Kobo Vox e-book reader
The move away from e-ink eReaders is gaining momentum, but with the Amazon Kindle Fire at one end and the Apple iPad 2 at the other we really could do with more competition. Sadly, despite Kobo’s powerful online eBook presence, this isn’t it…
Update 07/12/2011: Now also read my thoughts on the Kobo Vox for TrustedReviews.
Kobo Vox e-book reader review
Wired: Essentially a very cheap Android tablet with access to millions of e-books, many of which are free
Tired: Second rate build materials, a shockingly poor display, wearying performance and unresponsive navigation
Why do you want an e-book reader? It sounds like a trick question, but your answer is vital. If you said “to read books” look no further than traditional monochrome e-ink readers such as theAmazon Kindle. If you said “to read books and…” the Kobo Vox is aimed at you.
Designed to go head-to-head with Amazon‘s much-hyped Kindle Fire, the Kobo Vox is part of a new wave of e-book readers aimed at people who find reading isn’t enough. Consequently these devices are hybrids that keep e-books and e-book purchasing at their core, but add aspects of tablet functionality such as app stores and multimedia playback while keeping the price low. On paper this sounds like the best of both worlds. The trouble is we’re not dealing with paper anymore.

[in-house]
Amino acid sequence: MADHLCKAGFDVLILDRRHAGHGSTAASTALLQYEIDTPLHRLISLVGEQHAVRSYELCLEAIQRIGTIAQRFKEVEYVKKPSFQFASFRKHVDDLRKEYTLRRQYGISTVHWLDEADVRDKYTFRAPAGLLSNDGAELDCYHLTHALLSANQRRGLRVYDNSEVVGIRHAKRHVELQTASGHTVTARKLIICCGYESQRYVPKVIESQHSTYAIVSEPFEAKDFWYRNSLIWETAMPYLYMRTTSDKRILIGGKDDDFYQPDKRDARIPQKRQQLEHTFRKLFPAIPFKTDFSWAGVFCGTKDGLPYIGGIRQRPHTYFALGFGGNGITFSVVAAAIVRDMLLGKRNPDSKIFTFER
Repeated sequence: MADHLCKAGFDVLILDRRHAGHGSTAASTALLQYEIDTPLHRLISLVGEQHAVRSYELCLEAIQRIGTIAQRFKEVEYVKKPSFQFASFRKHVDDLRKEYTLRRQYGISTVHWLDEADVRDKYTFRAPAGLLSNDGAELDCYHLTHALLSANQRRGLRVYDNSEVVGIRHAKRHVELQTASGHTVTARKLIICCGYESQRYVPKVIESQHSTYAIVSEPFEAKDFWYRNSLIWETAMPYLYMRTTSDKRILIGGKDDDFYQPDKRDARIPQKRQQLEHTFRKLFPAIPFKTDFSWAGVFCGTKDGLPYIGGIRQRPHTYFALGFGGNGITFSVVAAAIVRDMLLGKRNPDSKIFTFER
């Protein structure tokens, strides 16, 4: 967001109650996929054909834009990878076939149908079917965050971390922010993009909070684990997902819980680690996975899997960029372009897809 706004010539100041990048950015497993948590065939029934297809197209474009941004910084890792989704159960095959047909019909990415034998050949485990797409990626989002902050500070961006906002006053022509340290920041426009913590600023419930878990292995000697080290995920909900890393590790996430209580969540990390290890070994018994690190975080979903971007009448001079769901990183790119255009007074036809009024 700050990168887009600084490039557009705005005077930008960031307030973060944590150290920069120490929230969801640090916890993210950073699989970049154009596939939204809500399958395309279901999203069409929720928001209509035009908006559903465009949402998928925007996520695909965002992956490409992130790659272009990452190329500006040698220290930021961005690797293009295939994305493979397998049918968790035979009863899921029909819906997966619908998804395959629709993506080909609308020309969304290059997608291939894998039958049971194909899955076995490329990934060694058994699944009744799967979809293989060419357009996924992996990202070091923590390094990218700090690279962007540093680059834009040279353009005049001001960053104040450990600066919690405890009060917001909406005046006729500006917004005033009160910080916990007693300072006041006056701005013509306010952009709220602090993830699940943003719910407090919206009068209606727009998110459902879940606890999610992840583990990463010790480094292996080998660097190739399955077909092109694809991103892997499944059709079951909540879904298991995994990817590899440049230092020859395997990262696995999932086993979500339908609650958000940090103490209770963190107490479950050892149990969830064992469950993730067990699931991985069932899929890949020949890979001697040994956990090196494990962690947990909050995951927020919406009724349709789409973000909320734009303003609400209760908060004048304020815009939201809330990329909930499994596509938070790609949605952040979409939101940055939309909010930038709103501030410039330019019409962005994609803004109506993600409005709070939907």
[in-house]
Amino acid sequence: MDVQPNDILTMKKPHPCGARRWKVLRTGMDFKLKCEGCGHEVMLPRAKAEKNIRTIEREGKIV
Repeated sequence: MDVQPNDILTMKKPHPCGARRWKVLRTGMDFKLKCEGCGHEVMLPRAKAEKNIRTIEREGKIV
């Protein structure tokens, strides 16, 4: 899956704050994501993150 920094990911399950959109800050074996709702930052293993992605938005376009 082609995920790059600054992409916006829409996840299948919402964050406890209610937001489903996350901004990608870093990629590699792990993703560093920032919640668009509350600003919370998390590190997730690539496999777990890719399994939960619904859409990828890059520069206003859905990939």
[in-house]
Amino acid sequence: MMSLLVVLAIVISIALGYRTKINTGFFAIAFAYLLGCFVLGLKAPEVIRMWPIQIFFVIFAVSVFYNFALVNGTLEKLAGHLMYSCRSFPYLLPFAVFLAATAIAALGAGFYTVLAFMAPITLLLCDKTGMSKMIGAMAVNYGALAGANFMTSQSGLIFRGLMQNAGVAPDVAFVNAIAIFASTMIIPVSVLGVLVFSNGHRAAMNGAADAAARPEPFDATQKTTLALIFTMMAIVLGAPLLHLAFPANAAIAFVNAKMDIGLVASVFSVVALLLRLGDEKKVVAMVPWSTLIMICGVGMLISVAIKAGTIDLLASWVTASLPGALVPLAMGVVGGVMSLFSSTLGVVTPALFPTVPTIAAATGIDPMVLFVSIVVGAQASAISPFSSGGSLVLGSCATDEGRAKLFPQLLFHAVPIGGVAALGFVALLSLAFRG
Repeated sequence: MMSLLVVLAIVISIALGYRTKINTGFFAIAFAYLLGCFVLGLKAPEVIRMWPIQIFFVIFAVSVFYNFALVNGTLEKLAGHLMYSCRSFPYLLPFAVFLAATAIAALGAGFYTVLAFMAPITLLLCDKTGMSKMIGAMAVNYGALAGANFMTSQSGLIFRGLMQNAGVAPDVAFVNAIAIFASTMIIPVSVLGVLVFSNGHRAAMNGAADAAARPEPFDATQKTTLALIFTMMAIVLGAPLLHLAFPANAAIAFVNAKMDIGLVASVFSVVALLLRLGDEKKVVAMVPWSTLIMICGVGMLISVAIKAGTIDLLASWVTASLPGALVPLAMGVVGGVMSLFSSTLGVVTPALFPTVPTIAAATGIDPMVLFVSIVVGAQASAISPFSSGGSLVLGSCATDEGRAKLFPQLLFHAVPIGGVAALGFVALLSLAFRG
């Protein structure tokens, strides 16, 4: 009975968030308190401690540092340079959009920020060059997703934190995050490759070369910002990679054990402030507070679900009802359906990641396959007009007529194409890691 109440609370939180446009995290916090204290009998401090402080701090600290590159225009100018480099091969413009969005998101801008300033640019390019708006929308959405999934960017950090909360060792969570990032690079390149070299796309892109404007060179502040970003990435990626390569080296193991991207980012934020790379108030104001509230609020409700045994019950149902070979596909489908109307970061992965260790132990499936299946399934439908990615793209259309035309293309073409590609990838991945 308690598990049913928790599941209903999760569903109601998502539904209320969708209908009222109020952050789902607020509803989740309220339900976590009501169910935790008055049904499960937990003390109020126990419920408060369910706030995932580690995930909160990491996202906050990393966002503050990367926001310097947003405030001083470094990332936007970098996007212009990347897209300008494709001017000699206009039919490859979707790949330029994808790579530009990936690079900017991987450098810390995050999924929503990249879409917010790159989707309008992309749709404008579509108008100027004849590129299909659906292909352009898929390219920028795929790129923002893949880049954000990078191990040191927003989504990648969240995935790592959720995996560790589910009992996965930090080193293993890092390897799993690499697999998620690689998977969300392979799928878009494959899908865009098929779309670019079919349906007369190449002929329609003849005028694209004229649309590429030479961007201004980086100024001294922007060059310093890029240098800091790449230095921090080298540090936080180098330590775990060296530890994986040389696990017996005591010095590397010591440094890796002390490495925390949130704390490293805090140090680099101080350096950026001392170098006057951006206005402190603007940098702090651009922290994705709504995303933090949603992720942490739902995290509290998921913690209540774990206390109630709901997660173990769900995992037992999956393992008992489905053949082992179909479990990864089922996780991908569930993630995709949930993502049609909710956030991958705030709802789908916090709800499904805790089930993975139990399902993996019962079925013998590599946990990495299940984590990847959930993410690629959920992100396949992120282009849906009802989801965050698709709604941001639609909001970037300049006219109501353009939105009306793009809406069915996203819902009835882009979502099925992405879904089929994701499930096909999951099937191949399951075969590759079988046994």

This material difference becomes apparent before the Vox is switched on. At 192.2 x 129.5mm the Vox has a conveniently small footprint, but at 13.4mm deep it is almost twice as thick as both a standard Kindle (fourth generation) and the iPad 2. At 400g it is also more than twice the weight of the Kindle, two thirds the weight of an iPad 2 and actually heavier than Samsung’s 345g Galaxy Tab 7.0 Plus Android tablet.
In all fairness to Kobo, the Vox is essentially a stripped down tablet and it runsAndroid 2.3 “Gingerbread” so these figures shouldn’t be surprising. What does surprise is how disappointing the Vox is in hand, with lacklustre build materials and poor-feeling construction. The exterior of the Vox is a mess of unflattering plastics. The facia is reflective piano black, the screen itself is plastic not glass and lacks an oil-resistant layer to ward off fingerprints. The sides switch to a matt black finish with a plastic power button and volume rocker — both painted silver to look like metal — while the rear changes again to a rubber textured diamond pattern. Superficially the pattern itself is pleasant on the eyes but much as the facia picks up every fingerprint, the rear shows off every bump, scuff or scratch which doesn’t bode well for its long term durability. Unfortunately this is just the tip of the iceberg. Continue reading